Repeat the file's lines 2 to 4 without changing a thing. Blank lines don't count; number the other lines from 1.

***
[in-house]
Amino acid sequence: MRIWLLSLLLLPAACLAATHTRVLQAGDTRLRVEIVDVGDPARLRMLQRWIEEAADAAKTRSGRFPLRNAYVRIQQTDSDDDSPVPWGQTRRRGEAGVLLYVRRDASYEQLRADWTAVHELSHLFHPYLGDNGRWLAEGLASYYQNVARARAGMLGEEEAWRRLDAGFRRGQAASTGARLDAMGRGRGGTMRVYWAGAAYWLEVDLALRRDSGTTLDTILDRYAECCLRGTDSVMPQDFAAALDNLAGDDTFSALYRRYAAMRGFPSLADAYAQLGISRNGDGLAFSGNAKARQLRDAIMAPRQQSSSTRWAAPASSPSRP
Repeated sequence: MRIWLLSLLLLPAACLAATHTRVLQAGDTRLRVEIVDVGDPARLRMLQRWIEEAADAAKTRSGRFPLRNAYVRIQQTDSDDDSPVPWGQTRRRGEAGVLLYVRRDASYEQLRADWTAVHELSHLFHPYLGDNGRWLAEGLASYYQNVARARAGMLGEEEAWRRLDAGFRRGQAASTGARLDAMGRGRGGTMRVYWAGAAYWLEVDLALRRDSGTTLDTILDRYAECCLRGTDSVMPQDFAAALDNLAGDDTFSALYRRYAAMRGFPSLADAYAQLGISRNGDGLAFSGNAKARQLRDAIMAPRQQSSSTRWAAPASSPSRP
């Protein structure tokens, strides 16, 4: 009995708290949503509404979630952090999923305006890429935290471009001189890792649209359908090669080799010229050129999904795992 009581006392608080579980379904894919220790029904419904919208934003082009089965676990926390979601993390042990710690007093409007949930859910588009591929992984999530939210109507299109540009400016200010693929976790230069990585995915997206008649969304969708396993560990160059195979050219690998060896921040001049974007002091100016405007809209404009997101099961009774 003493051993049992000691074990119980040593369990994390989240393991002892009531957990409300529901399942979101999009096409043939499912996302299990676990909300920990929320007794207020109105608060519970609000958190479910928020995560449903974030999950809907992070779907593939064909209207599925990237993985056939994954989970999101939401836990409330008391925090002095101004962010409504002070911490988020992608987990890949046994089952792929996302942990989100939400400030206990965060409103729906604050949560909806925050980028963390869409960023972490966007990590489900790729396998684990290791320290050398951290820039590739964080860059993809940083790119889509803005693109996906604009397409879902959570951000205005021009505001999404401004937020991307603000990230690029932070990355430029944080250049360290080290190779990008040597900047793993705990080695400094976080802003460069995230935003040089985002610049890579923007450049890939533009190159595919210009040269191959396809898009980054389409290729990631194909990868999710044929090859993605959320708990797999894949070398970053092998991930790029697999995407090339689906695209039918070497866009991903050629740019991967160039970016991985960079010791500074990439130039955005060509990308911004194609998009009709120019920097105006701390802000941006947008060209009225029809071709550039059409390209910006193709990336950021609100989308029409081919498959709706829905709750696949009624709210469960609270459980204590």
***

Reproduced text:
Amino acid sequence: MRIWLLSLLLLPAACLAATHTRVLQAGDTRLRVEIVDVGDPARLRMLQRWIEEAADAAKTRSGRFPLRNAYVRIQQTDSDDDSPVPWGQTRRRGEAGVLLYVRRDASYEQLRADWTAVHELSHLFHPYLGDNGRWLAEGLASYYQNVARARAGMLGEEEAWRRLDAGFRRGQAASTGARLDAMGRGRGGTMRVYWAGAAYWLEVDLALRRDSGTTLDTILDRYAECCLRGTDSVMPQDFAAALDNLAGDDTFSALYRRYAAMRGFPSLADAYAQLGISRNGDGLAFSGNAKARQLRDAIMAPRQQSSSTRWAAPASSPSRP
Repeated sequence: MRIWLLSLLLLPAACLAATHTRVLQAGDTRLRVEIVDVGDPARLRMLQRWIEEAADAAKTRSGRFPLRNAYVRIQQTDSDDDSPVPWGQTRRRGEAGVLLYVRRDASYEQLRADWTAVHELSHLFHPYLGDNGRWLAEGLASYYQNVARARAGMLGEEEAWRRLDAGFRRGQAASTGARLDAMGRGRGGTMRVYWAGAAYWLEVDLALRRDSGTTLDTILDRYAECCLRGTDSVMPQDFAAALDNLAGDDTFSALYRRYAAMRGFPSLADAYAQLGISRNGDGLAFSGNAKARQLRDAIMAPRQQSSSTRWAAPASSPSRP
């Protein structure tokens, strides 16, 4: 009995708290949503509404979630952090999923305006890429935290471009001189890792649209359908090669080799010229050129999904795992 009581006392608080579980379904894919220790029904419904919208934003082009089965676990926390979601993390042990710690007093409007949930859910588009591929992984999530939210109507299109540009400016200010693929976790230069990585995915997206008649969304969708396993560990160059195979050219690998060896921040001049974007002091100016405007809209404009997101099961009774 003493051993049992000691074990119980040593369990994390989240393991002892009531957990409300529901399942979101999009096409043939499912996302299990676990909300920990929320007794207020109105608060519970609000958190479910928020995560449903974030999950809907992070779907593939064909209207599925990237993985056939994954989970999101939401836990409330008391925090002095101004962010409504002070911490988020992608987990890949046994089952792929996302942990989100939400400030206990965060409103729906604050949560909806925050980028963390869409960023972490966007990590489900790729396998684990290791320290050398951290820039590739964080860059993809940083790119889509803005693109996906604009397409879902959570951000205005021009505001999404401004937020991307603000990230690029932070990355430029944080250049360290080290190779990008040597900047793993705990080695400094976080802003460069995230935003040089985002610049890579923007450049890939533009190159595919210009040269191959396809898009980054389409290729990631194909990868999710044929090859993605959320708990797999894949070398970053092998991930790029697999995407090339689906695209039918070497866009991903050629740019991967160039970016991985960079010791500074990439130039955005060509990308911004194609998009009709120019920097105006701390802000941006947008060209009225029809071709550039059409390209910006193709990336950021609100989308029409081919498959709706829905709750696949009624709210469960609270459980204590």